Tighter lending, growing rental demand hint at move toward lower-cost development
SIGNS of tightening credit in real estate lending and growing calls for greater focus on lower-cost development may indicate that the industry is shifting toward more middle-income and rental housing, an analysis of recent trends and the views of several experts suggests.
As indicated by the results of a bank survey released last week by the Bangko Sentral ng Pilipinas (BSP), overall real estate lending tightened to some extent in the second quarter of the year for both commercial (developers) and individual borrowers. Specific areas in which banks imposed stricter conditions on loans to would-be homeowners were in collateral requirements and loan covenants, while the overall size of credit lines approved increased slightly. For commercial borrowers, noteworthy changes included an increase in the use of interest rate floors and a reduction in the size of credit lines.
Factors cited by banks for the change in their outlook on lending to commercial real estate borrowers were tighter financial system regulations, a reduced tolerance for risk, and a deterioration of borrowers’ profiles in terms of creditworthiness. For both commercial and individual real estate borrowers, about 10 percent of banks expect to tighten credit standards further in the next quarter, with the percentage slightly higher for individuals; none of the remaining banks surveyed expect to ease their credit standards going forward.
The survey of bank lending conditions followed a report at the beginning of the month that bank loans for real estate topped P1.55 trillion as of the first quarter of 2016, a 22 percent increase year-on-year. As a comparison, overall loan growth (excluding real estate) advanced by about 12 percent. Real estate loans now make up 20.7 percent of banks’ total loan portfolio, compared with 19.4 percent a year ago; loans to residential customers account for slightly less than 35 percent of the total, with the remainder being held by commercial borrowers.
Since the end of 2011, the total of commercial real estate loans has been consistently larger than the total of residential loans. In addition, commercial real estate lending has expanded at a faster pace than residential lending in all but four quarters (in the second half of 2012 and 2014, respectively) during the same time period.
Indication of oversupply?
Taken at face value, the faster pace of commercial real estate lending could indicate that more supply has been created in the past five years than is warranted by demand, although experts have until lately consistently denied this is the case. As recently as June debt-watcher Fitch Ratings concluded, “Rising incomes amid sustained economic growth should continue to drive robust real estate activity and loan growth for the Philippines banking sector through the medium term.”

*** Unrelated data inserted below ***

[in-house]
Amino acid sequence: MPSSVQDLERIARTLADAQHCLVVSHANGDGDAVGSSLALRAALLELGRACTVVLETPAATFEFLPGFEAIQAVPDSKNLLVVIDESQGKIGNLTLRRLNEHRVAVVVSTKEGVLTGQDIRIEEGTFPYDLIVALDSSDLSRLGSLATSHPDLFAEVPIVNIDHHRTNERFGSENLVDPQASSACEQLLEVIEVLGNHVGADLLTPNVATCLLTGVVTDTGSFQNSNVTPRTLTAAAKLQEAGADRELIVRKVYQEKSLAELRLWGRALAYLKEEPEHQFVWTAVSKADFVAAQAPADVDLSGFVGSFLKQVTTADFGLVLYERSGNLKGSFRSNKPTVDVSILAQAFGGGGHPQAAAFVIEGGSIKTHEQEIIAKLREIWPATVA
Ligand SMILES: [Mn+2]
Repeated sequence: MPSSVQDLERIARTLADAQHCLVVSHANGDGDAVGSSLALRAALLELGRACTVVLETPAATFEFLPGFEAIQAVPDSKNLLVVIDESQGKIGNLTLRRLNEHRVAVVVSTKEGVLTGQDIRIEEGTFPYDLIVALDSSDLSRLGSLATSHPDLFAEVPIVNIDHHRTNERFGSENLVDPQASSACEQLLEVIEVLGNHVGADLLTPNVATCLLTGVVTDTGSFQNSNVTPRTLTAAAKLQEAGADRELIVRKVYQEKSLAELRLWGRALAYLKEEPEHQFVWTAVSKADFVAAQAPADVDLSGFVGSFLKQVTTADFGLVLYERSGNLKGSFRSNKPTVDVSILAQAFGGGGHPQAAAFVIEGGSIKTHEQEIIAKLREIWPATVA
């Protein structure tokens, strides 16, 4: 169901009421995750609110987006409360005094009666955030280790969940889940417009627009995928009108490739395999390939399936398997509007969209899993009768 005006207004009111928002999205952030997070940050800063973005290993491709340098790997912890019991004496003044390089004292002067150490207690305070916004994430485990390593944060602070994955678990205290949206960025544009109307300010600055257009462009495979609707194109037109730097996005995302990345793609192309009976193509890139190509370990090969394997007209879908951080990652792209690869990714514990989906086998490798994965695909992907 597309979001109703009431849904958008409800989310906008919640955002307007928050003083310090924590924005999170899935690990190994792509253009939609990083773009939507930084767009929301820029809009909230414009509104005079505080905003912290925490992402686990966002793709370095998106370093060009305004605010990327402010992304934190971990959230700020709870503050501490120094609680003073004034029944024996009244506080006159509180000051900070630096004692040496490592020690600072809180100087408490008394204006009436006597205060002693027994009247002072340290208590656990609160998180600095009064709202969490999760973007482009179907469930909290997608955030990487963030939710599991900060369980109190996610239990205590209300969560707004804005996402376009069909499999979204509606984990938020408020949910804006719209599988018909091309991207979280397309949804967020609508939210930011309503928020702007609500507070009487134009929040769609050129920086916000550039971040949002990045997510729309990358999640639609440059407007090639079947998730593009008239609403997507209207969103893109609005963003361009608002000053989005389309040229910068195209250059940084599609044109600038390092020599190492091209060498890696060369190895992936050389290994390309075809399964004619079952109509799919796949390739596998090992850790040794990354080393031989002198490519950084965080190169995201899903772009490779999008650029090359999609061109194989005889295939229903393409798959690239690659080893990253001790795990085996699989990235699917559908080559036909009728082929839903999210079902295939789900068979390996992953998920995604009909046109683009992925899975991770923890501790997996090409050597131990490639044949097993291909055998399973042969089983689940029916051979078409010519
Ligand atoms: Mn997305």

Similarly, BSP Deputy Governor Diwa Guinigundo, commenting on an increase of 9.2 percent (versus 5.1 percent growth a quarter earlier) in the Residential Real Estate Price Index (RREPI) at about the same time the latest banks’ real estate exposure data was released, asserted that the price movement “represented a vibrant housing industry in the Philippines,” one that is being “driven by demand, not supply.”
Growing rental demand
Circumstances on the ground, however, paint a somewhat different picture. The same day the latest real estate exposure data was released by the BSP, online property portal Lamudi Group revealed that searches for residential rental property on the two sites it manages, Lamudi Philippines and Myproperty.ph, are increasing at a faster rate than searches for property for sale.
Lamudi Philippines managing director Jacqueline Van den Ende attributed the shift in consumer interest towards renting instead of buying to two causes. First, the rapid growth of vacancies due to more new properties being completed, and second, the relatively lower income of the biggest part of the potential property-buying market, mainly consisting of business process outsourcing (BPO) workers.
“I think one of the key drivers here is the big inventory of unsold units. There’s a lot of inventory coming into the market, and that inventory is increasing vacancy rates,” Van den Ende said. With more than 11,000 more residential units, primarily condominiums, expected to become available by the end of the year, developers are under some pressure to find residents for their new properties.
The second issue is that the fastest-growing segment of the market, while enjoying growing incomes from the booming BPO and services sectors, are still not earning enough to afford homes in the price range of most of the available new properties.
Van den Ende explained that, “Most BPO workers are renting. The average salary is P23,000. You can’t really spend P7,000 to P8,000 [a month]on amortization so you can’t really buy a house. So people rent.”
DMCI Holdings Chairman and President Isidro Consunji made the same observation in calling on the government to reconsider its calls for mass housing and instead look at concepts like moderately-priced rented shelter housing. Since many Filipino families earn P30,000 per month or less, they could not afford a typical monthly amortization of P10,000 to P15,000 a month, but instead “could actually pay only P5,000 to P6,000 as shelter fee… What we need is not necessarily ownership of real property, but something that is useable,” Consunji said.
For its part, the government-owned Pag-IBIG Fund, which specializes in financing for low- to mid-cost housing, seems to see an opportunity in the demand shift towards lower-priced real estate. The fund, which aims to finance at least 76,000 homes this year with at least P60 billion in affordable loans, recently cut its base loan rate by one percent to 5.5 percent, shaving nearly P1,300 per month off the amortization on a typical P2-million home loan.